Calling the BNP “far right” or “far left” ignores its real nature

Every month or so, someone on the right will protest that the BNP aren’t a “far right” party, they’re a “far left” party. This isn’t wrong, sometimes the BNP are a far left party but it’s rather beside the point. They flit between the ideological spectrum because they only have one firm belief: racism.

The BNP are deemed to be on the right wing because right wing parties generally hold ideas of nationhood as important, whereas the left traditionally identify more with class and particular groups which are discriminated against. The BNP’s form of nationalism – discriminating against those who it spuriously defines as “unBritish” (such as English footballer Ashley Cole) – is too extreme to warrant it being called a right wing party like the Conservatives so they are dubbed “far right”.  To call both merely right-wing would be akin to grouping the IRA with Westminster Cathedral Choir School as faith groups.

Yet calling the BNP “far right” still irritates conservatives because it still associates them with the virulent racism of the BNP. They seek to distance themselves from the BNP by calling them a “far left” group, which if you look solely at the socialist element of the BNP’s national socialism, also applies.

We reach a problem that, mostly because of political point scoring, we can’t identify the BNP without irritating upstanding people on either the left or the right. There is an answer: call them “extremist” instead.  To do otherwise tries to pin the BNP down into a spectrum only useful when examining more regular political groupings.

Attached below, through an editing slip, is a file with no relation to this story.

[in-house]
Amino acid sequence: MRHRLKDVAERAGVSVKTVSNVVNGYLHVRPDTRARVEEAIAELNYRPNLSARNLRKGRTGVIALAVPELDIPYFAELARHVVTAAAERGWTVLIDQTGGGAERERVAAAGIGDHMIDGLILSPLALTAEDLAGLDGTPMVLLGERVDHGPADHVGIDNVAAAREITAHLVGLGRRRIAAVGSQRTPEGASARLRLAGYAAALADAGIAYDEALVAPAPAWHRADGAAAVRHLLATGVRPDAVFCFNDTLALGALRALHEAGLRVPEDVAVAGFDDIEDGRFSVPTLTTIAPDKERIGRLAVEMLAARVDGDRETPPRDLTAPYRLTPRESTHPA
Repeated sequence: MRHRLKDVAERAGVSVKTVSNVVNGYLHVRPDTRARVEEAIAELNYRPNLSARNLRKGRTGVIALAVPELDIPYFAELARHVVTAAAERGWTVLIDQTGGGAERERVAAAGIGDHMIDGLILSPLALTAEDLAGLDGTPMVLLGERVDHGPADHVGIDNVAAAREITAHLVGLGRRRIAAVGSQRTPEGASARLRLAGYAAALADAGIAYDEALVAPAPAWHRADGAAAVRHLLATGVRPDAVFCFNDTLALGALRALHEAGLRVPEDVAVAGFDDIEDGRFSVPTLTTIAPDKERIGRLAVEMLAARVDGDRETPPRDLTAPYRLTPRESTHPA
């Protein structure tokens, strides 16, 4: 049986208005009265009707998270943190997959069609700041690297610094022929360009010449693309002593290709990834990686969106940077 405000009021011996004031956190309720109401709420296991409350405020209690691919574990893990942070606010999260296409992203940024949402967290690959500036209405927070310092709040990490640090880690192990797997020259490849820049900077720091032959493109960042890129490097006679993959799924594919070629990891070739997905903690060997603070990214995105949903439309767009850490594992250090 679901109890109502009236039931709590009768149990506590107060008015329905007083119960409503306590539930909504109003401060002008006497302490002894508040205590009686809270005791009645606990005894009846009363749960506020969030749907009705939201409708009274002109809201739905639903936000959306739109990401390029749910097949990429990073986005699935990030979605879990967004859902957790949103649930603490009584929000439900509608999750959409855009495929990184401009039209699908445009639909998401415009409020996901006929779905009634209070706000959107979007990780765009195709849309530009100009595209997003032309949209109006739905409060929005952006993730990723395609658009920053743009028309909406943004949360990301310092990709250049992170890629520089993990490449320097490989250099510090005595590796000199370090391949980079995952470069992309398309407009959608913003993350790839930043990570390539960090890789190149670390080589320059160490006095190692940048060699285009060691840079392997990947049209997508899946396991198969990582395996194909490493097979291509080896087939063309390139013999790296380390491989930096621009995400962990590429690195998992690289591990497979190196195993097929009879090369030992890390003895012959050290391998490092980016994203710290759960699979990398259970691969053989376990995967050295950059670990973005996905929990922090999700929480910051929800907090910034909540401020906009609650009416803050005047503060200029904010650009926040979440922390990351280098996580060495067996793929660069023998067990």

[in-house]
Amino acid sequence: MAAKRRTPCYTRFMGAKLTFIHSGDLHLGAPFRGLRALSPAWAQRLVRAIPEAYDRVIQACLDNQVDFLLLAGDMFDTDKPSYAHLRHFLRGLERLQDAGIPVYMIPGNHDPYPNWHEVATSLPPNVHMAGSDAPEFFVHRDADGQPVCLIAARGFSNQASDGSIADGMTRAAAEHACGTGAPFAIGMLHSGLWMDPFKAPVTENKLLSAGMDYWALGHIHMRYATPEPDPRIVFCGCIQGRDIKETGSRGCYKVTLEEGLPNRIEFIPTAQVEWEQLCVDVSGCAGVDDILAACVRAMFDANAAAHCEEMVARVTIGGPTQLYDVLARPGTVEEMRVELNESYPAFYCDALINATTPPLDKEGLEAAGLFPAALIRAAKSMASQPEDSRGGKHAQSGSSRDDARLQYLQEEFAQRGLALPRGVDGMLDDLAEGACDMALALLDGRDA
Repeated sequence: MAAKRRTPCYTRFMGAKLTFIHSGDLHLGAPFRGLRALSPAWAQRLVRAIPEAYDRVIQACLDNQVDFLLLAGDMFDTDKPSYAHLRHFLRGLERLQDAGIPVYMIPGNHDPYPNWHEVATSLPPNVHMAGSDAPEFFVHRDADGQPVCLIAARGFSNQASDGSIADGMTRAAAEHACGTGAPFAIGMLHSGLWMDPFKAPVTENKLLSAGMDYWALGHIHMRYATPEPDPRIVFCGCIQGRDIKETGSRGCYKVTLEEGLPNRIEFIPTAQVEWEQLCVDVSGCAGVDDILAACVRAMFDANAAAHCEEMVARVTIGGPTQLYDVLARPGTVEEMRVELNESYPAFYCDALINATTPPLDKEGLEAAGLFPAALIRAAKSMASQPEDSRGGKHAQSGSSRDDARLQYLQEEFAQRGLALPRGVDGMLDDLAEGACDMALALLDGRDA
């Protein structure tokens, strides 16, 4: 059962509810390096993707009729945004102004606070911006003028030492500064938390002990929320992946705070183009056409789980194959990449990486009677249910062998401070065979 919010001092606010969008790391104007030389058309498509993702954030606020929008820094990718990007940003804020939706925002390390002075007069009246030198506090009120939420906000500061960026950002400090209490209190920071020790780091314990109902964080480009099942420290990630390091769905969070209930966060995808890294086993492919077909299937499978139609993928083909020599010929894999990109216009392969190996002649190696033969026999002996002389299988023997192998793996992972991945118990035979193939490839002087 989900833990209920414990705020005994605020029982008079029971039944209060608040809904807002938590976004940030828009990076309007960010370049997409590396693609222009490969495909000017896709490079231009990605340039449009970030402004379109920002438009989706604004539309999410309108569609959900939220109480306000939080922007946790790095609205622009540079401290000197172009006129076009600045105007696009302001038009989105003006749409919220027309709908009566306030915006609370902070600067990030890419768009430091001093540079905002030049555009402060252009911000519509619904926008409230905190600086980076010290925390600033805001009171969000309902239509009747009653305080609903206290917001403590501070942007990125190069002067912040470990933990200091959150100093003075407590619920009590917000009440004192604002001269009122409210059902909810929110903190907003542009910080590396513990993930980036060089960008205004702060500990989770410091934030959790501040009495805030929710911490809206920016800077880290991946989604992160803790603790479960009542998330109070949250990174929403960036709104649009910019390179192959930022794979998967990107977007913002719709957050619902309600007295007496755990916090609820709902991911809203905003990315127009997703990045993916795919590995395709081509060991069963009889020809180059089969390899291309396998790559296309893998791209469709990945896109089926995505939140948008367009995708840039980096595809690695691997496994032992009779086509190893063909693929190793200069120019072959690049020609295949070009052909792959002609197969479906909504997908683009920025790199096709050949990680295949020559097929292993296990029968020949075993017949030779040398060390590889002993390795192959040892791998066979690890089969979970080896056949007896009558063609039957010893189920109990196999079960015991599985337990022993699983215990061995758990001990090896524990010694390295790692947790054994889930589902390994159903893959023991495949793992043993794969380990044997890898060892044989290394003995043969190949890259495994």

Labelling the BNP on anything other than their racism is a misnomer as they frequently change and adapt their other policy positions to whatever they think is most politically expedient. Only their racism is a constant, and so only a label such as extremist applies. Anything else is beside the point.


2 Responses to “Calling the BNP “far right” or “far left” ignores its real nature”

  1. Geoff Taylor Says:

    National Socialism (a term coined by Hitler to appeal to both ‘wings’) had little that was socialist or left-wing about it, except for some nationalisation (a.k.a. state capitalism).
    The BNP ‘s nature is essentially extreme right but you have a point that the extremism is the most essential feature.

  2. Geoff Taylor Says:

    After a good night’s sleep, I must amend my previous comment slightly.
    ‘National Socialist’ was a term used by two or three varied groups half a century before Hitler; the latter merely contracted the German version to Nazi.
    As you say, there was little common policy between the various groups other than nationalism (“…the last refuge of scoundrels” Dr Johnson).

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